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" Me miserable ! which way shall I fly Infinite wrath, and infinite despair ? Which way I fly is hell ; myself am hell ; And, in the lowest deep, a lower deep Still threatening to devour me, opens wide, To which the hell I suffer seems a heaven. "
Milton's Paradise Lost: With Copious Notes, Explanatory and Critical, Partly ... - Page 106
by John Milton, James Prendeville - 1850 - 382 pages
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The English Orator: a Selection of Pieces for Reading & Recitation

James Hedderwick - Oratory - 1833 - 232 pages
...all? Be, then, his love accursed! since, love or hate, To me alike, it deals eternal woe ! Nay, cursed be thou! since, against his, thy will Chose freely...opens wide, To which the hell I suffer seems a heaven ! Oh, then, at last relent ! Is there no place Left for repentance? none for pardon left? None left...
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The Rhetorical Reader: Consisting of Instructions for Regulating the Voice ...

Ebenezer Porter - Elocution - 1833 - 312 pages
...what, t'accuse, Or from without, to all temptations arm'd. But heav'n's free love dealt equally to all? Me miserable! which way shall I fly Infinite wrath,...despair? Which way I fly is hell; myself am hell; 15 And, in the lowest deep, a lower deep Still threat'ning to devour me, opens wide, To which the hell...
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A treatise on happiness [by J. Flamank].

James Flamank - 1833 - 436 pages
...his troubles. But the description of Satan, by Milton, is a representation of perfect despair : — "Me miserable ! which way shall I fly Infinite wrath...despair ? Which way I fly is hell ; myself am hell." Men should encourage a feeling of hope from the very circumstance that they know not what may happen....
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English Grammar: Adapted to the Different Classes of Learners. With an ...

Lindley Murray - 1834 - 366 pages
...but what is natural and proper ; exhibiting the picture of a mind agitated with rage and despair. " Me, miserable ! which way shall I fly Infinite wrath,...I fly is Hell, myself am Hell ; And in the lowest depth, a lower deep, Still threat'ning to devour me, opens wide, To which the Hell 1 suffer seems a...
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The baptist Magazine

1834 - 606 pages
...which way shall I fly Infinite wrath and infinite despnir 1 Which way I fly is bell ; myself am bell ; And, in the lowest deep, a lower deep, Still threatening...opens wide, To which the hell I suffer seems a heaven. No words, however, of human language can convey an adequate conception of the presen* wretchedness...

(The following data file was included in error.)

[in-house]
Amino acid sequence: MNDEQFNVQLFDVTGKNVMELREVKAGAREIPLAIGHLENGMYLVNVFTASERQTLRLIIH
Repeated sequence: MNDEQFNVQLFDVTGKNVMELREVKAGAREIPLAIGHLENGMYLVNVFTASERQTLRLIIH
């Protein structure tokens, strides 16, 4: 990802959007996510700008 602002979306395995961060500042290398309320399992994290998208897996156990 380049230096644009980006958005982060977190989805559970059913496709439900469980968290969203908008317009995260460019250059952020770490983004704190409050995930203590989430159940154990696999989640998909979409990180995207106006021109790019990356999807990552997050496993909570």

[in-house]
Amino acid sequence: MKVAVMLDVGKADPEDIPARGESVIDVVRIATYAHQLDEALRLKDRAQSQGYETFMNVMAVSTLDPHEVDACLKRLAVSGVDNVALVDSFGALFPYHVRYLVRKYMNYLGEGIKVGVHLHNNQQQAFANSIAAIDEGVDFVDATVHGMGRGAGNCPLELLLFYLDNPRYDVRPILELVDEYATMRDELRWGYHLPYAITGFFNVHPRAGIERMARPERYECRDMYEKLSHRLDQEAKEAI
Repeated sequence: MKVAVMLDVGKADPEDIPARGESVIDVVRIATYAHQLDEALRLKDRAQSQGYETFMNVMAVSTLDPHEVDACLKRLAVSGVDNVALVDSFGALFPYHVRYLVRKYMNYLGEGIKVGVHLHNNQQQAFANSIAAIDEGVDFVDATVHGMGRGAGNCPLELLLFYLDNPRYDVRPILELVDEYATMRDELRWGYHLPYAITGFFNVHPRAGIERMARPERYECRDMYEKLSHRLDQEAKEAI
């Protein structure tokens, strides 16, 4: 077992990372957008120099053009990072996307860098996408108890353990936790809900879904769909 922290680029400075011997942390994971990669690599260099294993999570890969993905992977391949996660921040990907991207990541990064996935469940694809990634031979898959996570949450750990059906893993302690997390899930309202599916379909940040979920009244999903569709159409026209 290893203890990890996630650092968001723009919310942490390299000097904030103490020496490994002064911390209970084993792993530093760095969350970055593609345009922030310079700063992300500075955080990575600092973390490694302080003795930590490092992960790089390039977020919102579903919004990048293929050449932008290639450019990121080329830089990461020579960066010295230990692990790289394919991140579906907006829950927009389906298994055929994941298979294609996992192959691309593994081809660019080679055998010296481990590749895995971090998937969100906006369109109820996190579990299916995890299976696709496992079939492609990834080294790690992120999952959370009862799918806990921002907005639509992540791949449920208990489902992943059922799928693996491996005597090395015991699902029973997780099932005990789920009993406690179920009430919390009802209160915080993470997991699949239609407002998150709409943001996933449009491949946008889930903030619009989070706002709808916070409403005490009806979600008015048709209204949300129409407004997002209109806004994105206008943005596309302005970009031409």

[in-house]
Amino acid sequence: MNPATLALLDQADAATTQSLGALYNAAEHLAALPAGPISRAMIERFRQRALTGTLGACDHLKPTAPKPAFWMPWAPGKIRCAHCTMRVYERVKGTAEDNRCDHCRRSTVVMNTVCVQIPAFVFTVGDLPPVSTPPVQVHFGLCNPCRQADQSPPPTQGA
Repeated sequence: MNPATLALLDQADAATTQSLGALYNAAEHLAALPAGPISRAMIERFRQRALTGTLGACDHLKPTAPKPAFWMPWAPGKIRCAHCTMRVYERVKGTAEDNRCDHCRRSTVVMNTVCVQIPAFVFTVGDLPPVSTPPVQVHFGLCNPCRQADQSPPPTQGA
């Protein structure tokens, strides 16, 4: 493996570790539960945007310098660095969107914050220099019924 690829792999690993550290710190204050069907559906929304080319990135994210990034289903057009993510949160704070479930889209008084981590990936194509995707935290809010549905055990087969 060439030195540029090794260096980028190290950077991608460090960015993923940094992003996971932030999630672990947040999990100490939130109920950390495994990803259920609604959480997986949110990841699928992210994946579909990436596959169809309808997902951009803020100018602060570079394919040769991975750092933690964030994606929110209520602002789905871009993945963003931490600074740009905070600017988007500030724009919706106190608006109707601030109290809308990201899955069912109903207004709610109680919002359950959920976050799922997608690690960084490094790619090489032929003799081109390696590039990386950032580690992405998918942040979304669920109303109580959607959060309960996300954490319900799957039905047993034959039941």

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The Poetical Works of John Milton

John Milton - 1834 - 432 pages
...woe. 70 Nay, curs'd be thou; since against his thy will Chose freely what it now so justly rues. He miserable! which way shall I fly Infinite wrath, and...despair? Which way I fly is hell; myself am hell; 75 And in the lowest deep a lower deep Still threat'ning to devour me opens wide, To which the hell...
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The Poetry of Life, Volume 2

Sarah Stickney Ellis - Life - 1835 - 370 pages
..." Sometimes towards heaven, and the full blazing sun, " Which now sat high in his meridian tower. " Me miserable, which way shall I fly " Infinite wrath,...wide, " To which the hell I suffer seems a heaven. " Oh ! then, at last relent : is there no place " Left for repentance, none for pardon left ? ' ' None...
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The first four books of Milton's Paradise lost, with notes, by J.R. Major

John Milton - 1835 - 264 pages
...way shall I fly infinite wrath, and infinite despair ? Which way I fly is hell ; myself am hell ; 75 And, in the lowest deep, a lower deep Still threatening...opens wide, To which the hell I suffer seems a heaven. O, then, at last relent : is there no place 56. ' Satan here has anticipated a sentence, afterwards...
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Œuvres complètes, Volume 35

François-René vicomte de Chateaubriand - 1837 - 430 pages
...his love accursed ; since love or hate, To me alike, it deals eternal woe : Nay, cursed be lliou ; since against his thy will Chose freely what it now...wide ; To which the hell I suffer seems a heaven. Oh ! then at last relent : is there no place Left for repentance, none for pardon left? None left but...
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A Course of Lectures on Future Punishment: Delivered at the Baptist Meeting ...

Wilson C. Rider - Sin - 1836 - 602 pages
...forever from heaven and happiness, they will adopt the language of Satan in Milton's Paradise lost. " Me miserable ! which way shall I fly Infinite wrath,...wide, To which the hell I suffer seems a heaven." — (Book iv.) 3. A deprivation of all future good will be another ingredient in the future cup of...
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